.... continued from last entry
The vast majority of sitcoms of the 1990s on the 4 major networks, took place in urban, as opposed to suburban environments that featured young professionals or dysfunctional nuclear families (Morreale, 249). 1990s and 2000s Sitcoms reflected attempts to appeal towards a younger demographic, whilst the introduction of digital cable, satellite TV and the internet offered more options to watch programmes, thus eroding the traditional TV (Morreale, 247).
Genres can provide positive role models for their target audience. As audiences tend to select a limited number of genres, the characters behaviors could be construed as primary sources of modeling. Author Mark Bennett says that we ought to find our inner TV character by looking at the way TV characters handle their problems (Silverblatt,13).
Television comedy, particularly sitcoms, require continuous anticipation, as well as participation gaze. They ask us to constantly look & to look forward to enjoy the latest episode and to be prepared for next week's episode. All whilst we sit through 2 or 3 mins worth of TV adverts. Sitcoms engage the viewers in seeing life and situations unfold in the present day, all within the the narrative/plot (Kolker, 186). Additionally, over time, sitcoms also engage the viewer in seeing characters develop and change for the greater good; not to mention to see them find love with other characters. & more specifically, with characters that have been close friends, throughout much of the duration of the series.
Race and Sitcoms
Race is often linked to the underclass, more specifically, the working poor. Correlations between the concept of race or ethnicity in television are related to class failures and lack of upward social mobility (Means Coleman, 79 et al Dimes, Humez). Alas, being Caucasian/White implies success and happiness, whilst being Black/Latino infers to being poor & of lesser significance and importance to Asians, Whites.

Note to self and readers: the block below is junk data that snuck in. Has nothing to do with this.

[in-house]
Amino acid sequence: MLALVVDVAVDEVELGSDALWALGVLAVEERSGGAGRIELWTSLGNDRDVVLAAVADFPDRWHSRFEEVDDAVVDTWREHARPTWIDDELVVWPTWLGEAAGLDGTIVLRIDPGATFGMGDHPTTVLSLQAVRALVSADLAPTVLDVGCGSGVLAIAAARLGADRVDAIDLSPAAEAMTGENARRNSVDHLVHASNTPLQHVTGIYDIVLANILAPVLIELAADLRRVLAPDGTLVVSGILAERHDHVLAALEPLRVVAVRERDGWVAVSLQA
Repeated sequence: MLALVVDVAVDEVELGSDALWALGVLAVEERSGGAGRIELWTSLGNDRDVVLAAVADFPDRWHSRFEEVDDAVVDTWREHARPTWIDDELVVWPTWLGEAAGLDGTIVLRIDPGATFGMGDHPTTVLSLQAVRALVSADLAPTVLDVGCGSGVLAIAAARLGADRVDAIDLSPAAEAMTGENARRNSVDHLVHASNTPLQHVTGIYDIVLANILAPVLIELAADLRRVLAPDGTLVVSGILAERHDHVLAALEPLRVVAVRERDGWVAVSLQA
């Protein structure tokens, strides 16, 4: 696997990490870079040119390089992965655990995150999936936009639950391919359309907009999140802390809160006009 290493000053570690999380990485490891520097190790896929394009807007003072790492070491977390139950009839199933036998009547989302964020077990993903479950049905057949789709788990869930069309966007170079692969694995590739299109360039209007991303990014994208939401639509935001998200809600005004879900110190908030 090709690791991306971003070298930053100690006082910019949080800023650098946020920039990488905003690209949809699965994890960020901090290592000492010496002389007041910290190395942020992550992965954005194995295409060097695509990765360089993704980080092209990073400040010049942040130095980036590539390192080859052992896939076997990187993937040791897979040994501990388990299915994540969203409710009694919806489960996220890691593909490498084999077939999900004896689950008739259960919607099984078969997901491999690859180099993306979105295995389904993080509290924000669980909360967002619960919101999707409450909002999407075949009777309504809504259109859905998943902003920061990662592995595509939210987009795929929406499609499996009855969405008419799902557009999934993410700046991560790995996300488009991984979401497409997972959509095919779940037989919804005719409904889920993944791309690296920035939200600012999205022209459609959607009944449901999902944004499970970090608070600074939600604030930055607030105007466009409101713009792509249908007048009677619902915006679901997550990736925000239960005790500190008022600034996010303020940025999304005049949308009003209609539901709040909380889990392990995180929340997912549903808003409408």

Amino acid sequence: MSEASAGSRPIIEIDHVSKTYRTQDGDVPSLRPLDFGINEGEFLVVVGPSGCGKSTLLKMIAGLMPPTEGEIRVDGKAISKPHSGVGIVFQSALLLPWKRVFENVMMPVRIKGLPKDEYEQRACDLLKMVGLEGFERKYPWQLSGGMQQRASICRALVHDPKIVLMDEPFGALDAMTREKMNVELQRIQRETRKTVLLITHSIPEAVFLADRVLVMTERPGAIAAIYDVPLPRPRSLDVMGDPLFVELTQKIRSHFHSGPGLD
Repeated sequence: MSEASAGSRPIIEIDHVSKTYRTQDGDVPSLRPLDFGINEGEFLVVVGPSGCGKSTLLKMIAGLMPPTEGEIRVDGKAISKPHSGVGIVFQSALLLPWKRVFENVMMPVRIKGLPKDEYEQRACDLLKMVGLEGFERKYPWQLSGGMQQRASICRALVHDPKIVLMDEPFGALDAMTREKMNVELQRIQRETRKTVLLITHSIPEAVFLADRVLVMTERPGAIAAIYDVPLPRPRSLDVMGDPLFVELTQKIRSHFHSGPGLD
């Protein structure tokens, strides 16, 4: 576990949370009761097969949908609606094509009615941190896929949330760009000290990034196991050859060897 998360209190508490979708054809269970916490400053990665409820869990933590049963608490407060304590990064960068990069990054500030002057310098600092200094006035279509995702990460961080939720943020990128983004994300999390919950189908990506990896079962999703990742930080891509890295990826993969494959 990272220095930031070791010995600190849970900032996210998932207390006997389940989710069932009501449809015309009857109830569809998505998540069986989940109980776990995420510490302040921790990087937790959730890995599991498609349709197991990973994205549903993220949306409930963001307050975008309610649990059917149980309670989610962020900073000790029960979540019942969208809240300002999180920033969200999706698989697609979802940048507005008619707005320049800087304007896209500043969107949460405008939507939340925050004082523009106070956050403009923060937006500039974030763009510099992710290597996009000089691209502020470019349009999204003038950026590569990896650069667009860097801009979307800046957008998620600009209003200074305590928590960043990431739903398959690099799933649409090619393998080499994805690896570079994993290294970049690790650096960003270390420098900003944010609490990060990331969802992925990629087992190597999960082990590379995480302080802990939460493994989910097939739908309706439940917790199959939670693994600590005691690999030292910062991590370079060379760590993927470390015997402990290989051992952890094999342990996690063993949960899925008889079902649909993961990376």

The issue of class in African-American and Black sitcoms tied to ethnicity raises the question as to how the African-American population actually see themselves, in relation to the characters in Black sitcoms. Do they agree with those representations and accept them as 'definitive' and fixed..... or do they completely shun them, yet enjoy the programme as nothing more than a form of mass entertainment?
For Lonette, J.C and Freddie, class is a cultural yardstick that has been overlooked as a signifier for blackness, rather than by material wealth. They cited The Jeffersons and The Fresh Prince of Bel Air, acknowledging that having assimilated into wealth and prosperity, -concepts that are usually associated with Whites -, it does not mean leaving behind or neglecting your cultural 'connectedness' stemmed in music, food, dance, religion, history (81, Means Coleman). These are cultural indicators of ethnicity, but also of self - identity. George and Louise Jefferson and Philip and Vivian Banks may live in a state-of-the art New York apartment and large mansion in Bel Air, Los Angeles, California..... yet at the same time, as African-Americans and Black people, they always remind themselves of their roots & how racism and discrimination, for example, impacts them during their personal and daily lives.
In the next chapter of this essay, I will be analyzing 3 African- American shows from the 1970s to early 2000 & applying genre analysis concepts and discussing the range of themes and issues, as well as meanings and ideas that are being evoked in these sitcoms.
- Genre Studies in Mass Media: A Handbook, Art Silverblatt, M.E Sharpe, 2007
- Critiquing the sitcom: A Reader, ed by Joanne Morreale, Syracuse University Press, 2002
- Media Studies: An Introduction, Robert Kolker, Wiley-Blackwell, 2009
- Gender, Race and Class in Media: A Text- reader ed by Gail Dines, Jean M. Humez et al Robin Means Coleman, SAGE Publications Inc, 2002